Virtual assets: how to detect money laundering and terrorist financing

While virtual assets have revolutionised the financial industry, they have created new opportunities that ‘facilitates’ the process of money laundering, terrorist financing and other criminal activities. Criminals are now able to process cross-border transactions in a rapid way, which means that they can acquire, move and store virtual assets outside a regulated financial institution. Not only is this convenient for them, but it also makes it harder to identity suspicious activities.

Nonetheless, developments in technology imply that regulators also are better equipped to fight illegal activities. To this end, and to assist financial firms, non-financial business and reporting entities, the Financial Action Task Force (FATF) has issued a report that highlights red-flag indicators suggesting criminal activities. These indicators, explored below, point to suspicious virtual assets activities or attempts to evade law enforcement detection.

Excessive use of software offering anonymity

Virtual Assets boasts of the ability to be able to process transactions anonymously. While this is a great safety feature against thefts and data breaches, it means that criminals also have the ability to disguise and store funds. As a financial firm, or any entity, wishing to protect themselves, you must look out for the following:

  • Clients using more than one type of VAs, especially those that offer higher anonymity, when processing transactions,
  • Clients moving a VA from a public and transparent blockchain to a centralised exchange and then trading it for a privacy coin,
  • Clients that function as an unregistered/unlicensed virtual asset service providers on peer-to-peer exchange websites, especially if huge amount of virtual assets of others are involved,
  • Clients having no logical business explanations for abnormal volumes of transactional activities,
  • Clients using mixing and tumbling services with the intention to obscure the flow of funds,
  • Funds from, or saved into, a VA address or a wallet linked to suspicious sources,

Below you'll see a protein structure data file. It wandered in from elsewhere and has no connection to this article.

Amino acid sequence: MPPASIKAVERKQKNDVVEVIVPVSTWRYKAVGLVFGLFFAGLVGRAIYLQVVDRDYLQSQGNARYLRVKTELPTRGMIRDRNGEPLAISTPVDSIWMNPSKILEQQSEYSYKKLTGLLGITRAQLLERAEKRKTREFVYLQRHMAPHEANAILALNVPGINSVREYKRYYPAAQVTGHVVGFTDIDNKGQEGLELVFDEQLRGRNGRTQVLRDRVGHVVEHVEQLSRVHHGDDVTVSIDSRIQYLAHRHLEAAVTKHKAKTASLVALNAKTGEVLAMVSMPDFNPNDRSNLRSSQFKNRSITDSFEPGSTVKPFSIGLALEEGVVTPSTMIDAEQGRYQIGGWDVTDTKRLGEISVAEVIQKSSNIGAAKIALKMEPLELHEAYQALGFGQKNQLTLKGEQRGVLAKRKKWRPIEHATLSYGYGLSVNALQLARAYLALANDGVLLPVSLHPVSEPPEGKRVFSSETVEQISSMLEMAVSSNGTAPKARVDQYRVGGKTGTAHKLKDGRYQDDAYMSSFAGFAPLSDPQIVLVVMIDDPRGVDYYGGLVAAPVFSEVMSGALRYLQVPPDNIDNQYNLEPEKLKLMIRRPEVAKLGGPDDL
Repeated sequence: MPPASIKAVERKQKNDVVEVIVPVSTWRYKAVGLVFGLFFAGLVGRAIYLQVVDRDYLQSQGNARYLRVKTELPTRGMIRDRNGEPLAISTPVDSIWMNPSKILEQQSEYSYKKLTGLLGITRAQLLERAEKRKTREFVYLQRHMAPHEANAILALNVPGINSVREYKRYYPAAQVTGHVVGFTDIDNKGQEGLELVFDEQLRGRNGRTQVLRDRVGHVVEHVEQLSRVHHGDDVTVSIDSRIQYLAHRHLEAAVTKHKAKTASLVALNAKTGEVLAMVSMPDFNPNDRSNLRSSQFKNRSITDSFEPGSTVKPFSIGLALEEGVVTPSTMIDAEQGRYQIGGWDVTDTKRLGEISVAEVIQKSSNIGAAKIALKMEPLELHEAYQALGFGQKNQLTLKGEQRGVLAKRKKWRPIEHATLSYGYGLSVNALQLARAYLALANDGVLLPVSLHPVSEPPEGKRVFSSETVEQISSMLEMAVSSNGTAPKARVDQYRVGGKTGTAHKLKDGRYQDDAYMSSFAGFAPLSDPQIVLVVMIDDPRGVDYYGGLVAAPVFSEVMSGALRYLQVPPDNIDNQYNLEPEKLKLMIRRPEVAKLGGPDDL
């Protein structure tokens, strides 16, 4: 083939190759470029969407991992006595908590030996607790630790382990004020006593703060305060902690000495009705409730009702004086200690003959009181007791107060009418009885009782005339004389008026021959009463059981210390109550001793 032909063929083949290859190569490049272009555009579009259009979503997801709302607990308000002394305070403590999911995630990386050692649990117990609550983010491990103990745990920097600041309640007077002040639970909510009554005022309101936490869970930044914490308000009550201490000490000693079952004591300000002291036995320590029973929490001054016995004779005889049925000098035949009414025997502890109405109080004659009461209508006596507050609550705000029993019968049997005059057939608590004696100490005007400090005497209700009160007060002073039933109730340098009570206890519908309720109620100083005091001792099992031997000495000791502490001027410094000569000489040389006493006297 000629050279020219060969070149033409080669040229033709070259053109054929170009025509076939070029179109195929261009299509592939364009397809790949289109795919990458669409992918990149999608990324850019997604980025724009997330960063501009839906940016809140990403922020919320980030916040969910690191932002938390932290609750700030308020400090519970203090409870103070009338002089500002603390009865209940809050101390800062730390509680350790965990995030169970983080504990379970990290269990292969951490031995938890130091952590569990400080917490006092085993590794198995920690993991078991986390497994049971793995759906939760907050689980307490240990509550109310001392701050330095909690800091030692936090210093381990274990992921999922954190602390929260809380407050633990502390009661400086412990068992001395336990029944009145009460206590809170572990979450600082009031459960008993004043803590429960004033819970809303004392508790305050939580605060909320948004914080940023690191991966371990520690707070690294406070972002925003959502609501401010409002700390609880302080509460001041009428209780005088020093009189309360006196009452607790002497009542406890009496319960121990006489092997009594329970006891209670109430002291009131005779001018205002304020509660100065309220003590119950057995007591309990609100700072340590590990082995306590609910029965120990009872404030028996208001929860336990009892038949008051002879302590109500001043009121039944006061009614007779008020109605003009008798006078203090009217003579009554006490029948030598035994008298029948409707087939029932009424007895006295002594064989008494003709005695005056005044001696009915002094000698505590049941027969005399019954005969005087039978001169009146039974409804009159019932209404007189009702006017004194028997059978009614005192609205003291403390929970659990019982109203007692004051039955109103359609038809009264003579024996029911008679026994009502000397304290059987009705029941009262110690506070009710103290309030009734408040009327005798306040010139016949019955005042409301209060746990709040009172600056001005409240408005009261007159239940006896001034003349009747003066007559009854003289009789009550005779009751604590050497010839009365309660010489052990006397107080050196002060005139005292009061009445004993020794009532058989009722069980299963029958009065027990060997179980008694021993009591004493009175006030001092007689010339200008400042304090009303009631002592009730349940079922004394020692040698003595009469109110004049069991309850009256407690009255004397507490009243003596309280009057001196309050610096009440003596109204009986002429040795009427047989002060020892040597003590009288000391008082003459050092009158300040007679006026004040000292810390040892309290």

• Clients using decentralised/unhosted  wallets to physically transport VAs overseas,
  • Clients using software to suppress or redact the owner of a domain name,
  • Usage of anonymous or encrypted means of communications,
  • A large number of seemingly different virtual assets being controlled by the same IP address, or
  • Use of ATMs and kiosks, especially when transaction fees are higher

Geographical risks

In many cases, criminals take advantage of jurisdictions that do not have strong regulations/laws or measures related to virtual assets to combat money laundering and other illegal activities. For instance, the countries have not introduced the whole set of preventive measures according to FAFT standards. Thus, firms must be mindful if:

  • The client’s funds comes from, or is sent to, an exchange that is not registered in the country where either the customer or exchange is located.
  • The client uses a Virtual Asset exchange in, or sends funds to, a high-risk jurisdiction that does not have the proper Anti-Money Laundering and Combating the Financing of Terrorism laws.
  • The client sets up offices or moves its offices to countries that have not implemented regulations governing virtual assets or where there is no business rationale to do so.

Irregular transaction patterns

Irregular, unusual or uncommon transaction patterns might indicate that Virtual assets are being used for money laundering and terrorist financing. The signs can be categorised based on new users or all users

New users

  • Depositing a large initial down-payment that is inconsistent with the customer profile.
  • Funding a large deposit on the day the account is opened and a large amount of this, or the totality, is traded on the same day or the day after.
  • Attempting to trade off the entire balance of Virtual Assets or withdrawing and sending it off the platform.

All users             

  • Using multiple Virtual Assets or accounts without any logical business explanations.